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January ride on the Spear Street loop

One of the amazing things about winter in Vermont, at least a normal one is that we typically get a January thaw.  Almost like clockwork, the second week of January will give us a quick break from the brutality of cold, snowstorms, and short days.  Today was one such day, and I decided to venture out on my e-bike once more. 

Incidentally, the last few winters have been so far out of whack that we didn't really have anything we could call a January thaw.  Last year ('11-'12) was, I think, the warmest on record.  Essentially we didn't get any snow storms barring, one fairly good-sized one in October.  The entire month of January could have been almost any other month.  The winter before that ('10-'11) was unbelievably snowy (lots of snow all through the winter, then to add insult to injury, we got bombed in March with a storm that dropped almost 3 feet of snow.  If old man winter was playing us in Mortal Kombat, it was a pretty nice finishing move.  I remember in January of 2007, when we first moved into our house, standing outside on the porch in a tee shirt and drinking my morning coffee.  It was in the low 60's, and there was no snow on the ground yet.  The winters of '08-'09 and '09-'10, as I recall, had average snowfall with storms occurring almost once every 1-2 weeks (specifically, each on a Tuesday or Wednesday - the most inconvenient for my schedule as I usually travel on these days.  I became rather bitter about this, and at one point actually started making and winning bets with my friends, e.g. that it would snow on Tuesday or Wednesday.).

Anyway, in the spirit of getting out in the middle of, what has thus far been shaping up to be, a fairly "average" winter (a decent snowstorm, good snow cover, a couple of nights way below zero), I dreamed up and donned a special cocktail of winter coat, scarf, covered by windbreaker, and insulated leather gloves.  My trusty, waterproof Bean Boots completed the outfit.  

After a quick test run,  I noticed the water from the road would kick up and sprayed right into my face, especially if I was going fast or into the wind.  I really need to get a front fender.  I put on some eye wear and resolved to keep my mouth closed.  I decided to tighten up my Velcro sleeves, and my wrap sunglasses are always great alternative to goggles.  I also went in to grab some tighter bungie cords, courtesy of my Dad for Christmas.  I've noticed my battery pack getting a little more bouncy each month, no doubt due to stretching of the bungie cords.  

The route I picked was one I generally use as a longer test run.  It's not particularly interesting, but good exercise, fair terrain, and 90% bike laned.  I usually set out for a destination, but today I was more interested in getting out then going somewhere special.  I didn't bother charging my battery pack, or putting my watt meter on.  I think the last time I charged it was in early October, when we were getting ready for the hurricane.  My trip odo showed 7 miles, which I attribute to a short ride taken before I put the bike away for the season.  Plenty left for this route, which is about 7 miles. 

The temperature started around 42, and actually rose to 45 by the time I returned.  The wind from the south was probably 15-20 mph sustained when I got to the higher plain of Spear Street.  It becomes pretty obnoxious to travel any faster than 18-20 mph with that as a headwind; imagine standing face-forward in 40+ mph winds.  The volt meter visibly shows the extra effort, and you start to get an ear ache.  I was pedaling a lot to stay warm and try to get some exercise (since I put my bike away for the winter, I've gained almost 20 lbs. - another great thing about Vermont winters).  Despite the windy weather, I have to say that overall, my upper body stayed very warm thanks to my outfit.  The winter coat provided insulation, and the windbreaker provided a seal against the wind.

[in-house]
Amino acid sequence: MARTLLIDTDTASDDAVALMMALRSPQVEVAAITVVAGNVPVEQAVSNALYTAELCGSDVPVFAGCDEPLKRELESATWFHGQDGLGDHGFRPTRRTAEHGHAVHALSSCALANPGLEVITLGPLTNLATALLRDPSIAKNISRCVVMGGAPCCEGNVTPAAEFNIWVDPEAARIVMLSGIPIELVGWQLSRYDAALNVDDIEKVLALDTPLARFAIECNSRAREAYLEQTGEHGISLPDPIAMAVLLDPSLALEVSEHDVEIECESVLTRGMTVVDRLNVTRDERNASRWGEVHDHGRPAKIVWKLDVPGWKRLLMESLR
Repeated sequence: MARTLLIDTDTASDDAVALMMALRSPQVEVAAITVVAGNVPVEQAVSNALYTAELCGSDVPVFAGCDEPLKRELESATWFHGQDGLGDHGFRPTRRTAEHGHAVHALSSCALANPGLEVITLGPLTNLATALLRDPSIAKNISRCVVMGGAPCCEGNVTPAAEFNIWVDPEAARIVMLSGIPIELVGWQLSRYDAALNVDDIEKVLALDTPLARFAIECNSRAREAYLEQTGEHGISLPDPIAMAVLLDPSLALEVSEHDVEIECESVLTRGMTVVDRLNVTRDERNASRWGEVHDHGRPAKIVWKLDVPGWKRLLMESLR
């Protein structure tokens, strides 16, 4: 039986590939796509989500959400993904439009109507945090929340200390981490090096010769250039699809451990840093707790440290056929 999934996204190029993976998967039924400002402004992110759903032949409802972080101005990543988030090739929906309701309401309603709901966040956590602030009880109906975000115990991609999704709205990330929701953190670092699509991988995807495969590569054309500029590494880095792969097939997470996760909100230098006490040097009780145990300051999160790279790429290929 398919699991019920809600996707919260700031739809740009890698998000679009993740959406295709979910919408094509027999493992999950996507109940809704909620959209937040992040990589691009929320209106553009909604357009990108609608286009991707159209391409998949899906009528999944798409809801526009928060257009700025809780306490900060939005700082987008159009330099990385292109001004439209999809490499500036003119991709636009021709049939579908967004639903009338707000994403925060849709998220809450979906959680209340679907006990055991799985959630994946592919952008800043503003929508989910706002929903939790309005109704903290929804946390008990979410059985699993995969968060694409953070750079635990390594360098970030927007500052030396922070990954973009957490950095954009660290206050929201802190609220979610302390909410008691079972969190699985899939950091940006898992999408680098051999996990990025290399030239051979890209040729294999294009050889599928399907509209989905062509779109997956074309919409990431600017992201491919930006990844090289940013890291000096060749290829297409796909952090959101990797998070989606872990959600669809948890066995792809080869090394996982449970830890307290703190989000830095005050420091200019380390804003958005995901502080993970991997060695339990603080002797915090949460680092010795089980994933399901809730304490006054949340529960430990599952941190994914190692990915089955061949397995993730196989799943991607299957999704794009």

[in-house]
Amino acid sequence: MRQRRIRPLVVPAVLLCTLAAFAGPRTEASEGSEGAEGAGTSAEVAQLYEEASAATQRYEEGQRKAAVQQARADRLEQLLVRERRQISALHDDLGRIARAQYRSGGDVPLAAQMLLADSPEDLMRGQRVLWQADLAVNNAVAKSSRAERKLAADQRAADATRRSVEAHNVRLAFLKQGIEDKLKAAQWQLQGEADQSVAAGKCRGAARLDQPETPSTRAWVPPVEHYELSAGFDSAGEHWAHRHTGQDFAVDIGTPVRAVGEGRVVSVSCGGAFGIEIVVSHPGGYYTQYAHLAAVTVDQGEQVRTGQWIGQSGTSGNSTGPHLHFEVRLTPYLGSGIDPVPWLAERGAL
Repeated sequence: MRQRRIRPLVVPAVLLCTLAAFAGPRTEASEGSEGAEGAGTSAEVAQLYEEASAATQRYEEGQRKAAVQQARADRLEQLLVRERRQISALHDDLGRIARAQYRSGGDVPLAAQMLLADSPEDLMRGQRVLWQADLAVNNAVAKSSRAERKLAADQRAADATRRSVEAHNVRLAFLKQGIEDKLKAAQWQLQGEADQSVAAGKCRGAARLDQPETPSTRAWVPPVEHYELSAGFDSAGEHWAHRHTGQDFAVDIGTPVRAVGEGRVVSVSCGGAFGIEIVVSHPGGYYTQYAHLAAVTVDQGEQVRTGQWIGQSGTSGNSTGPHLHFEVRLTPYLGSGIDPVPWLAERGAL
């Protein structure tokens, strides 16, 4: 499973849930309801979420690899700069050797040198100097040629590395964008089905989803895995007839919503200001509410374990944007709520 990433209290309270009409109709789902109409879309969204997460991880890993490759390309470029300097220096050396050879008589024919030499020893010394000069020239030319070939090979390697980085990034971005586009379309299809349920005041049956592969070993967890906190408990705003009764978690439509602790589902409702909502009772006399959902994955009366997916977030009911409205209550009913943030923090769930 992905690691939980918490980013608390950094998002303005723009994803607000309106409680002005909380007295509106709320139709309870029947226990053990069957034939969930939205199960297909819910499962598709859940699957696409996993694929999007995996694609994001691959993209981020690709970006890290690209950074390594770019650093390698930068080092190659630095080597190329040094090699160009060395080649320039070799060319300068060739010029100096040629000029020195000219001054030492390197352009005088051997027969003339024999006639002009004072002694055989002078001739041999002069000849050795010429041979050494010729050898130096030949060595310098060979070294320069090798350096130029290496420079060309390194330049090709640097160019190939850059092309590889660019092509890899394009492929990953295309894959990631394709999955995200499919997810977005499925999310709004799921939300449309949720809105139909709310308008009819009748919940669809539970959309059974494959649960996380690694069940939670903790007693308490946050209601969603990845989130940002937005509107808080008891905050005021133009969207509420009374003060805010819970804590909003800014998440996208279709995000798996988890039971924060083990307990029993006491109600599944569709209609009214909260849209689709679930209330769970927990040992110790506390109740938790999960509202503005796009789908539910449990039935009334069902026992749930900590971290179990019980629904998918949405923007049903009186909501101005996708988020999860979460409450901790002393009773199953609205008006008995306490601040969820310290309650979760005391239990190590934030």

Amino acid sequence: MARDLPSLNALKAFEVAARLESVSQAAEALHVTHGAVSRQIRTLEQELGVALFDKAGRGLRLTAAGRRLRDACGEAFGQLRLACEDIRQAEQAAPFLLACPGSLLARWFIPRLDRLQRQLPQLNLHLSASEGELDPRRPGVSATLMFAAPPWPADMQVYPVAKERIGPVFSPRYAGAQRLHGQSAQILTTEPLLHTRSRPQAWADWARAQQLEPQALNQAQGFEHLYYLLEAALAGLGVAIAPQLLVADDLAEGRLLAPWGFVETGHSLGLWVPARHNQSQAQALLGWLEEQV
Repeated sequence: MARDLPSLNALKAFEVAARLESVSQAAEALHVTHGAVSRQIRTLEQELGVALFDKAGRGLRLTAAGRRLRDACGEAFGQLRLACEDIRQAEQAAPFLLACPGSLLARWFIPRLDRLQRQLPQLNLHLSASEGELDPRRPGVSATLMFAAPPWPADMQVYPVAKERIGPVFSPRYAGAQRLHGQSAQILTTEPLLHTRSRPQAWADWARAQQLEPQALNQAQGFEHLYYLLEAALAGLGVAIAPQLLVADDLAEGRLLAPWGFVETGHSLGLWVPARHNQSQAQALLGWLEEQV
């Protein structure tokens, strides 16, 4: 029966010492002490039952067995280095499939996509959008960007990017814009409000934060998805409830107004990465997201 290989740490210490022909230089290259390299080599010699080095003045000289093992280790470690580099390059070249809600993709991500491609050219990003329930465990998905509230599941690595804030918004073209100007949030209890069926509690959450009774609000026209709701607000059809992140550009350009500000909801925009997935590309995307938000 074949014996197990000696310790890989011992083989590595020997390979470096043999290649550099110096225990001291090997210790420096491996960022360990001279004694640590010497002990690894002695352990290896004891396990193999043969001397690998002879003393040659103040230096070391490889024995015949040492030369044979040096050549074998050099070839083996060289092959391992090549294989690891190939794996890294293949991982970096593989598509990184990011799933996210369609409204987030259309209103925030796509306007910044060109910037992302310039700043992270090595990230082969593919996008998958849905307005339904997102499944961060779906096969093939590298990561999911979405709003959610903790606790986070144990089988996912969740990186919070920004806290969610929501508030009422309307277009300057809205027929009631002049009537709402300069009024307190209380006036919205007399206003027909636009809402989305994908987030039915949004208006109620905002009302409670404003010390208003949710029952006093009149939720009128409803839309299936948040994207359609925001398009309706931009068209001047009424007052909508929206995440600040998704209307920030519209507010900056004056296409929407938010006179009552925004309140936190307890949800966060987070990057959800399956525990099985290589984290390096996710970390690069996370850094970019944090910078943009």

One of the things I love about bicycling, is that it combines the intimate pedestrian perspective with the reasonably fast pace of a car.  It's the best of both worlds.  I could drive around a town in a car for an hour and still have no idea where I am, but once I have biked around in a town, I will never get lost again.  As I traveled along today, I saw a few other (ped-power) bicyclists and runners.  It was a neat change to see everything surrounded by the backdrop of the wintery scenery.  The rapidly melting snow made the notion of puddles obsolete, as the road was usually covered with an even film of water that sprayed everywhere as I rode through it.  I thought to myself, if I was ever to learn of my bike system's vulnerability to water, today would be the day.  

I noticed the pack voltage getting down there on the way home - judging by the volt meter under full load, and my experience, I'd say around 40%.  Probably nothing unreasonable for 15 miles of hard, windy fall/winter riding, not to mention 3 months of sitting on the shelf with no charging.  Back home I checked out the bike.  Everything that mattered seemed dry enough, including myself.  The down tube blocked all the direct spray from hitting the controller.  The forecast for tomorrow is 50+ degrees.  At this rate, we'll lose most of our snow cover by the end of next week.  But have no fear, there are still plenty of Tuesday and Wednesdays left in this winter season. 


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